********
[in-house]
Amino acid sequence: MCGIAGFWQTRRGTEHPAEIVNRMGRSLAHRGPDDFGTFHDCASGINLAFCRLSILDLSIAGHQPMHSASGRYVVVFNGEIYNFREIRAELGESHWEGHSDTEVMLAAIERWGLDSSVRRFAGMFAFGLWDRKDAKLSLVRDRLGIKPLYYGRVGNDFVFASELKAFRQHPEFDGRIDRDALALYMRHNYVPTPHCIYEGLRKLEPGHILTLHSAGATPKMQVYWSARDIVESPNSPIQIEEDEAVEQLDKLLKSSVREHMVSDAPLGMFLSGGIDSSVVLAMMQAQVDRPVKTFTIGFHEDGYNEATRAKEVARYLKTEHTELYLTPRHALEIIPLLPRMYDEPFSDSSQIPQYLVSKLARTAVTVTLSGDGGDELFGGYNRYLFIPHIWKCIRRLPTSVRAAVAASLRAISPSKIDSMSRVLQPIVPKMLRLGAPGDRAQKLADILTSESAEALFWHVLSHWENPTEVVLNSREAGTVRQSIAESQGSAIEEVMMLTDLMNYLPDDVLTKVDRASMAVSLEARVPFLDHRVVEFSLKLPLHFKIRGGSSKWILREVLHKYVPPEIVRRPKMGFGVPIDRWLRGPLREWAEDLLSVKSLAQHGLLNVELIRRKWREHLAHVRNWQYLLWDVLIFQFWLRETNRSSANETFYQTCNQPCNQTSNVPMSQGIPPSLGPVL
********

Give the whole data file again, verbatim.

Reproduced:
[in-house]
Amino acid sequence: MCGIAGFWQTRRGTEHPAEIVNRMGRSLAHRGPDDFGTFHDCASGINLAFCRLSILDLSIAGHQPMHSASGRYVVVFNGEIYNFREIRAELGESHWEGHSDTEVMLAAIERWGLDSSVRRFAGMFAFGLWDRKDAKLSLVRDRLGIKPLYYGRVGNDFVFASELKAFRQHPEFDGRIDRDALALYMRHNYVPTPHCIYEGLRKLEPGHILTLHSAGATPKMQVYWSARDIVESPNSPIQIEEDEAVEQLDKLLKSSVREHMVSDAPLGMFLSGGIDSSVVLAMMQAQVDRPVKTFTIGFHEDGYNEATRAKEVARYLKTEHTELYLTPRHALEIIPLLPRMYDEPFSDSSQIPQYLVSKLARTAVTVTLSGDGGDELFGGYNRYLFIPHIWKCIRRLPTSVRAAVAASLRAISPSKIDSMSRVLQPIVPKMLRLGAPGDRAQKLADILTSESAEALFWHVLSHWENPTEVVLNSREAGTVRQSIAESQGSAIEEVMMLTDLMNYLPDDVLTKVDRASMAVSLEARVPFLDHRVVEFSLKLPLHFKIRGGSSKWILREVLHKYVPPEIVRRPKMGFGVPIDRWLRGPLREWAEDLLSVKSLAQHGLLNVELIRRKWREHLAHVRNWQYLLWDVLIFQFWLRETNRSSANETFYQTCNQPCNQTSNVPMSQGIPPSLGPVL